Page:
Yorktown Lanes boasts 40 lanes, each of which is equipped with automatic scoring systems. Just beyond the lanes' edge, a lineup of colorful vinyl chairs adds a touch of vintage class. And inside the newly renovated bar onsite, bartenders liberally pour spirits, draft brews, and other fine beverages. The alley also hosts birthday bowling parties in one of two private rooms, including a banquet hall that can host wedding receptions or graduate seminars on the difference between duckpins and regular bowling pins.
Founded by sports enthusiast and former adolescent Rick Hart, Jump Start Sports works to enrich pupils' childhoods by developing useful life skills through athletics. Qualified counselors employ their wealth of experience working with children to help campers learn teamwork and fair play as well as the fundamentals of fielding baseballs, scoring soccer goals, or synchronizing pom-pom work. A course structure built around age-appropriate activities, group play, and free electives ensures that students never get bored, and an 8:1 pupil-teacher ratio enables one-on-one assistance to young champions as they practice the graceful art of pitching or the scheming intrigue of free-agent contract negotiation.
Bally enshrines exercise classes, calorie-burning equipment, and a fitness-focused staff within its sanctuaries of health. A 30-day membership includes access to a spread of group exercise classes, including Pilates, Reaction Cycling, and Step Fitness (class offerings vary by location). For self-guided worker-outers, cardio equipment such as treadmills, elliptical machines, cross-trainers, and stair climbers torch calories while entertaining the brain with video entertainment and integrated music systems that occasionally whisper quotes from Charles Atlas. Bally also boasts an array of strength machines, free weights, and small-apparatus equipment, and grants gym-goers access to on-site locker rooms, showers, and, at some locations, a pool and steam room. Visit each location's webpage for a list of specific amenities and the lineup of classes.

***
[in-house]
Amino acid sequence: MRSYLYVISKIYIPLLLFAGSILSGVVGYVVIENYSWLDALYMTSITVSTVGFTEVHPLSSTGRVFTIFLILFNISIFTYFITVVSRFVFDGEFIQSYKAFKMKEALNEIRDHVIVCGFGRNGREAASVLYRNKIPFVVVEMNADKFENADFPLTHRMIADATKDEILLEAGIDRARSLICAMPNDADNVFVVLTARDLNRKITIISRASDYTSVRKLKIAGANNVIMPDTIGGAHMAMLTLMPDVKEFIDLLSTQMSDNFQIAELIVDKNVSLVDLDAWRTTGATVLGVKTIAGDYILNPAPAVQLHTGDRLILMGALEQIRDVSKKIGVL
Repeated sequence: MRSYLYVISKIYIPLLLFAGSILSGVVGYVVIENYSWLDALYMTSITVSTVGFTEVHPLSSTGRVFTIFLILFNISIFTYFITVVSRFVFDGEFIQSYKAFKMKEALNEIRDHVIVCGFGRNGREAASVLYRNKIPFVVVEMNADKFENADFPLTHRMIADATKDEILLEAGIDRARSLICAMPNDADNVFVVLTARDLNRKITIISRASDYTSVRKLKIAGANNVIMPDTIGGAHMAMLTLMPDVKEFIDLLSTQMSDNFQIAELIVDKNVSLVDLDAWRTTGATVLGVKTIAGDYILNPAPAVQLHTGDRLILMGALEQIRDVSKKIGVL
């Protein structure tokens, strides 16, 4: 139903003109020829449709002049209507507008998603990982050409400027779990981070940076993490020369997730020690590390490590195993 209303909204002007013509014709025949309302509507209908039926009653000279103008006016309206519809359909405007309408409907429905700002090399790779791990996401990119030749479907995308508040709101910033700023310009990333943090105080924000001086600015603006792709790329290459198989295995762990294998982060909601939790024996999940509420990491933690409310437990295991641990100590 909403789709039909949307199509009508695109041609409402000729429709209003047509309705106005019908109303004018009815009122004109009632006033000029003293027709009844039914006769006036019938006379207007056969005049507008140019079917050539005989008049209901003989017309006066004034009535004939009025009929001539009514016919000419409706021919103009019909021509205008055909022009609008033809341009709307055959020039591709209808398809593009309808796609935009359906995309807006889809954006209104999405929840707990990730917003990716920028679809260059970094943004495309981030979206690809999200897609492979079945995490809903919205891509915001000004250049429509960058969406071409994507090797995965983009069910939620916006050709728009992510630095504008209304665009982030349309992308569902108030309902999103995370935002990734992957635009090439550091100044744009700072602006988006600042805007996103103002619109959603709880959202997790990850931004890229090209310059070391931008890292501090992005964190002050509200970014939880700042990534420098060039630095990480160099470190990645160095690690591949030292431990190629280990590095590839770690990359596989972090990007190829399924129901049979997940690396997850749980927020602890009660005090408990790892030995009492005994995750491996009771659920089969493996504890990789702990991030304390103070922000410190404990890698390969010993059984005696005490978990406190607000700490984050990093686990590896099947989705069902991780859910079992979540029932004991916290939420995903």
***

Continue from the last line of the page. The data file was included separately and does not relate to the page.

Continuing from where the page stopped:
Extreme Laser Tag sets the stage for space-age combat with its labyrinth of smoky corridors, ramps, and neon-lit walls. Equipped with Nexus Generation laser-tag technology, the arena can host up to 60 vested combatants as they split into teams and vie for points by scoring chest shots on their opponents.
Large plasma monitors outside the arena display the hectic battles in real time, with beam-by-beam battle stats showing who is the scoring leader and who has been melted into plasmic goo. The facility frequently accommodates birthday parties, large corporate gatherings, and fundraiser groups; everyday customers and private partiers often join in battlefield alliances, exacting laser-powered revenge on bosses and double-crossing imaginary friends.
An opening in the rock face slides open, and the warriors pour into the bizarre archaeological site. Rough-hewn blocks, cool to the touch, form close tunnels that let fast breaths echo. Light trickles in through a hole in the ceiling, as though something else had gotten here first. Suddenly, the warriors scatter, and adrenaline-tinged shouts drift up through the constant fire of up to 60 laser guns as the explorers tear through the 20,000-square-foot, newly expanded space. As they sprint past shrouded aliens and desiccated palm trees, their suits transmit stats to the outside world, where real-time scoreboards track their prowess and battle-cry harmonies, and plasma monitors display shootouts taking place in the fog-filled arena.
In 1880, the final fasteners and sleepers on the Valley Railway were tightened into place. It wouldn’t be long before a billowing cloud of steam announced the arrival of the first train running through the Cuyahoga Valley, a territory that had served as a passageway for foot traffic for thousands of years. Over the next century, the railway contributed to the growth of commerce between Akron and Cleveland, changing ownership multiple times, and transforming from a freight train, into a passenger train, back to a freight train, and finally into a UFO.
Now celebrating its 41st year of passenger-rail service, the Cuyahoga Valley Scenic Railroad transports sightseers over the historic rails through 33,000 acres of land owned by the National Park Service. With a year-round roster of trips, including wine- and beer-tasting excursions, passengers can set forth on morning, afternoon, and evening journeys that sweep past meadowlands, pinery, and rivers and give glimpses of native wildlife, such as fox, deer, bobcat mascots, and owls.
A comprehensive guide to attractions and things to do.